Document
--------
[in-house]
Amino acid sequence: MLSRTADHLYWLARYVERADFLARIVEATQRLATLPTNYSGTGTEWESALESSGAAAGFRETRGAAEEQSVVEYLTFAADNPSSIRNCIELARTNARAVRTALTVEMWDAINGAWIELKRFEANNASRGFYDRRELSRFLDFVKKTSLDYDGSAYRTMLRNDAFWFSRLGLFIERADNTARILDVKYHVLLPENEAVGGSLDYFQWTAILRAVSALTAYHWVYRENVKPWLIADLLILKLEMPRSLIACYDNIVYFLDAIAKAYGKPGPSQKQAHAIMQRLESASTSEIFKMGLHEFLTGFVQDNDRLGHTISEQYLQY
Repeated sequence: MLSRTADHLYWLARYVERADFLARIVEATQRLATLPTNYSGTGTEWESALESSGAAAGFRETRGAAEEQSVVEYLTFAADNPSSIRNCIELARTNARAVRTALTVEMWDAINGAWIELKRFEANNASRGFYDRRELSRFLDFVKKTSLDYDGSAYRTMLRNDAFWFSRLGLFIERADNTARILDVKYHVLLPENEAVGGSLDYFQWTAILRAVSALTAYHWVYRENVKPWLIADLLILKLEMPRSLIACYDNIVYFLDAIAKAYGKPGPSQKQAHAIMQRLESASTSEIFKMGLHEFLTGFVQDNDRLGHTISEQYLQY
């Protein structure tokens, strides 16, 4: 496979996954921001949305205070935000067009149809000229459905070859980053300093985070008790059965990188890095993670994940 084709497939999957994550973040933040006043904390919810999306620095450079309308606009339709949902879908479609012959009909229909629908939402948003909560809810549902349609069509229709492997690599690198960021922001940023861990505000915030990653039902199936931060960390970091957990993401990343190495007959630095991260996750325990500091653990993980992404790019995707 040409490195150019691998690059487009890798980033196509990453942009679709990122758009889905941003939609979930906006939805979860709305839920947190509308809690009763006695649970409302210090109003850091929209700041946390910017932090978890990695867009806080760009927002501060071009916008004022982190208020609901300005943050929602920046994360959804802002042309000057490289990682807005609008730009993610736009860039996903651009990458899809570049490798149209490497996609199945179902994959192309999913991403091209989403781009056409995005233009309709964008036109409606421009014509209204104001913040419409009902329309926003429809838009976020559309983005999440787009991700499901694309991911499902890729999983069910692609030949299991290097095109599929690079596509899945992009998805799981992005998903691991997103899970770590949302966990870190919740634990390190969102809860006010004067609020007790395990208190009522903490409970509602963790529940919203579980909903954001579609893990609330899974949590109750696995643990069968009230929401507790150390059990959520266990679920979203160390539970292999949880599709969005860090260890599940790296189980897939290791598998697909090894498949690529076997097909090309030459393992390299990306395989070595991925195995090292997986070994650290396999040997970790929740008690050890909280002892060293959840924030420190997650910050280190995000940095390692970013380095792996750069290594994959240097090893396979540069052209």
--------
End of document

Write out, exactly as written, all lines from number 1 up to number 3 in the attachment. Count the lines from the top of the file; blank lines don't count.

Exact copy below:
[in-house]
Amino acid sequence: MLSRTADHLYWLARYVERADFLARIVEATQRLATLPTNYSGTGTEWESALESSGAAAGFRETRGAAEEQSVVEYLTFAADNPSSIRNCIELARTNARAVRTALTVEMWDAINGAWIELKRFEANNASRGFYDRRELSRFLDFVKKTSLDYDGSAYRTMLRNDAFWFSRLGLFIERADNTARILDVKYHVLLPENEAVGGSLDYFQWTAILRAVSALTAYHWVYRENVKPWLIADLLILKLEMPRSLIACYDNIVYFLDAIAKAYGKPGPSQKQAHAIMQRLESASTSEIFKMGLHEFLTGFVQDNDRLGHTISEQYLQY
Repeated sequence: MLSRTADHLYWLARYVERADFLARIVEATQRLATLPTNYSGTGTEWESALESSGAAAGFRETRGAAEEQSVVEYLTFAADNPSSIRNCIELARTNARAVRTALTVEMWDAINGAWIELKRFEANNASRGFYDRRELSRFLDFVKKTSLDYDGSAYRTMLRNDAFWFSRLGLFIERADNTARILDVKYHVLLPENEAVGGSLDYFQWTAILRAVSALTAYHWVYRENVKPWLIADLLILKLEMPRSLIACYDNIVYFLDAIAKAYGKPGPSQKQAHAIMQRLESASTSEIFKMGLHEFLTGFVQDNDRLGHTISEQYLQY